Hanoi set GRDP growth target of 7.5 – 8% in 2021 - 2025
By 2025, Hanoi targets to have income per capita of VND190 million (US$8,300) and VND830 million (US$36,000) by 2045.
For the 2021 – 2025 period, Hanoi sets a GRDP growth target of 7.5–8%, in which the services sector would make up 65 – 65.5%, industry and services 22.5 – 23% and agro-forestry-fishery 1.4 – 1.6%.
|Permanent Vice Secretary of Hanoi Party Committee Ngo Thi Thanh Hang delivers the political report.|
The city targets to have gross regional domestic product (GRDP) per capita of VND190 million (US$8,300) by 2025 and VND830 million (US$36,000) by 2045.
Such objectives were highlighted in the political report presented by Permanent Vice Secretary of the Hanoi Party Committee Ngo Thi Thanh Hang at the city's 17th Party Congress for the 2020 – 2025 period held today [October 12].
By 2030, Hanoi would become a modern, green and smart city with high competitiveness and achieve GRDP per capita of around US$12,000 – 13,000.
The report envisioned high living standards with comprehensive and sustainable economic and socio-cultural development by 2045, for which Hanoi would be a global city with international competitiveness.
During the 2016 – 2020 period, Hanoi’s GRDP is estimated to have expanded by an average of 7.39%, which is in line with the target set by the city’s leaders of 7.3 – 7.8% and higher than the average growth rate of 6.93% for the 2011 – 2015 period.
Hanoi’s economic size in 2020 is set to reach VND1,060 trillion (US$45 billion), resulting in GRDP per capita of VND127.6 million (US$5,420), a 1.5-fold increase against that of in 2015 and 1.8 times as high as the national average.
The report also projects Hanoi’s tourism to remain a spearhead economic sector with average revenue growth of 12.1% per year. In 2019, the city attracted over seven million foreign tourists and was named among the world’s top 10 destination for travelers.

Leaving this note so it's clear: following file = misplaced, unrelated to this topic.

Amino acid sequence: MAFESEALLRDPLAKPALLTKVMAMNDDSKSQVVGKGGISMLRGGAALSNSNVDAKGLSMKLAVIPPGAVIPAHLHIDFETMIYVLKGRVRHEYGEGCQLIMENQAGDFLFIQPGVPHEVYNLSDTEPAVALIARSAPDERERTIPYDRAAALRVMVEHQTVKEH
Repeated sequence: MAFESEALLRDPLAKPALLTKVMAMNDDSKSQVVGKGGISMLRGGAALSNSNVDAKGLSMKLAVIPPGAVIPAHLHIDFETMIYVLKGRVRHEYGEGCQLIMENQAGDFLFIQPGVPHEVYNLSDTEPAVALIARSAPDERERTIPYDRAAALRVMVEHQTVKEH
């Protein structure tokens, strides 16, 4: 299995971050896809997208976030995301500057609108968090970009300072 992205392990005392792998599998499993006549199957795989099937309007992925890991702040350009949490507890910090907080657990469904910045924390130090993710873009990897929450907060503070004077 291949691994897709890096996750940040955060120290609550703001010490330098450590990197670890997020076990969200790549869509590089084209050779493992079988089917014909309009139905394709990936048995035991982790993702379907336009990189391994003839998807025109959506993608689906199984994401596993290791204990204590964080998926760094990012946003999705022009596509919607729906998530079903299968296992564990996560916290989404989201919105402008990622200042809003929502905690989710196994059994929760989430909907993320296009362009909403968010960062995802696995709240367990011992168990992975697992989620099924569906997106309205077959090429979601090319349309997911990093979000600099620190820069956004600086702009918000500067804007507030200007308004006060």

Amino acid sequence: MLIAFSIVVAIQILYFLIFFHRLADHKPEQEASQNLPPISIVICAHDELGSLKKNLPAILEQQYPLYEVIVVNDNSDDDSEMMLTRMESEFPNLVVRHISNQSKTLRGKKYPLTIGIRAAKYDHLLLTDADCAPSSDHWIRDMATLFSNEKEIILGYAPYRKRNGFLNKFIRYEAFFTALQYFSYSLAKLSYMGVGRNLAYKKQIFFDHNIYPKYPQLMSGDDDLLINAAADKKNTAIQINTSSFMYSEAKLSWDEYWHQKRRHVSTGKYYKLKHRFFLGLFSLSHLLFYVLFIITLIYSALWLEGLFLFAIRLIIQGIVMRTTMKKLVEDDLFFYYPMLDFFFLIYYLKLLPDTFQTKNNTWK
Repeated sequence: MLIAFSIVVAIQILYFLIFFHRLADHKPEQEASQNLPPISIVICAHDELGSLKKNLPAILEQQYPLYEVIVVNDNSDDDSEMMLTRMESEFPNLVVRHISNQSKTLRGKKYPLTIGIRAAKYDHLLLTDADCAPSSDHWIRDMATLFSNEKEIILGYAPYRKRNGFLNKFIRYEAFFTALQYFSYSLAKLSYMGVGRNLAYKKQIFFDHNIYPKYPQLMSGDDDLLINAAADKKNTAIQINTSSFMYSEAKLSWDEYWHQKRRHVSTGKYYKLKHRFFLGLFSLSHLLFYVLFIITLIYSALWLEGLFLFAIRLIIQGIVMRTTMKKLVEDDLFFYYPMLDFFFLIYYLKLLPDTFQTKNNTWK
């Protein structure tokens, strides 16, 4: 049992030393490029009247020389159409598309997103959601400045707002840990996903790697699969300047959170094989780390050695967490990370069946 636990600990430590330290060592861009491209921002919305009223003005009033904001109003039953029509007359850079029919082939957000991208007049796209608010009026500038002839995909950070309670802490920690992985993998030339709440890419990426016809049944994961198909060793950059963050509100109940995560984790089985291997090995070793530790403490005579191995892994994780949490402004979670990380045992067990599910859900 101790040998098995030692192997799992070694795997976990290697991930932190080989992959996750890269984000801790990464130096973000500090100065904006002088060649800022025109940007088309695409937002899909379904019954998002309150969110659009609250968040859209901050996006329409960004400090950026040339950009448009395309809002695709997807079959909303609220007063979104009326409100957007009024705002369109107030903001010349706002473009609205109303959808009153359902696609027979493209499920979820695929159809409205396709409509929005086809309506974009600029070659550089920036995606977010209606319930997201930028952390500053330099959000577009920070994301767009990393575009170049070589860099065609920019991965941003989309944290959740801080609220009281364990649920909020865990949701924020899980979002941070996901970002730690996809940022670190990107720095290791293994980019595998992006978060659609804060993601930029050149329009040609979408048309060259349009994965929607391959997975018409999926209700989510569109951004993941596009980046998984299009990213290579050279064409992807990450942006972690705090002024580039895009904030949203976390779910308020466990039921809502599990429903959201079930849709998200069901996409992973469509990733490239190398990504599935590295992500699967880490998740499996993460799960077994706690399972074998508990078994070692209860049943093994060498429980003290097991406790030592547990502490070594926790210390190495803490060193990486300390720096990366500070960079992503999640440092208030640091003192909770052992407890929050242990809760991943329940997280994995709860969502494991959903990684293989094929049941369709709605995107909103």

The city’s trade turnover in 2020 is estimated at US$48.47 billion, a 1.34-fold increase against that of in 2015, while the average export growth reached 9% per year.
Meanwhile, the industry sector has posted average revenue growth of 8.3% per year, in which the manufacturing and processing subsector makes up 91%.
Notably, Hanoi led the nation in terms of revenue from the information and communication technology (ICT) industry which hit VND300 trillion (US$12.94 billion) in 2019.
The capital city is home to 16,000 ICT firms and two of the total five hi-tech parks in Vietnam.
Over the past five years, the total factor productivity (TFP), which is determined by how efficiently and intensely the inputs are utilized in production, contributed by nearly 46 percentage points of the GRDP growth, higher than the national average of 44.5%.
The productivity is estimated at VND258.3 million (US$11,142), 1.65 times the national average.
Hanoi’s business environment has been constantly improved over the years and provided substantial support for startups. Overall, the private sector currently contributes over 22% of GDP, up 1.2 percentage points over 2015 and created jobs for 83% of the workforce.
Challenges needed to be addressed
While Hanoi's economic growth has maintained high, the report suggested there have not been breakthroughs that are commensurate with the city’s potential.
This included modest growth in the services sector, which is below the average GRDP growth; low competitiveness of major products and goods; lack of investment in hi-tech farming; slow disbursement of public funds, among others.
The report acknowledges that the private sector has not fully realized its role of a key driving force for economic growth, as the majority of enterprises are of small and medium size.
Moreover, there has been insufficient investment in research and development (R&D) activities while the majority of firms are unable to integrate into global value chains.
Another key issue mentioned in the report was that the satisfaction rate of the public towards administrative units which is lower than the national average.
The report suggested more efforts are needed to address traffic congestion, environmental pollution and quicken implementation of technical infrastructure projects, including those in the fields of transportation, waste-treatment plant and parks, in the future.
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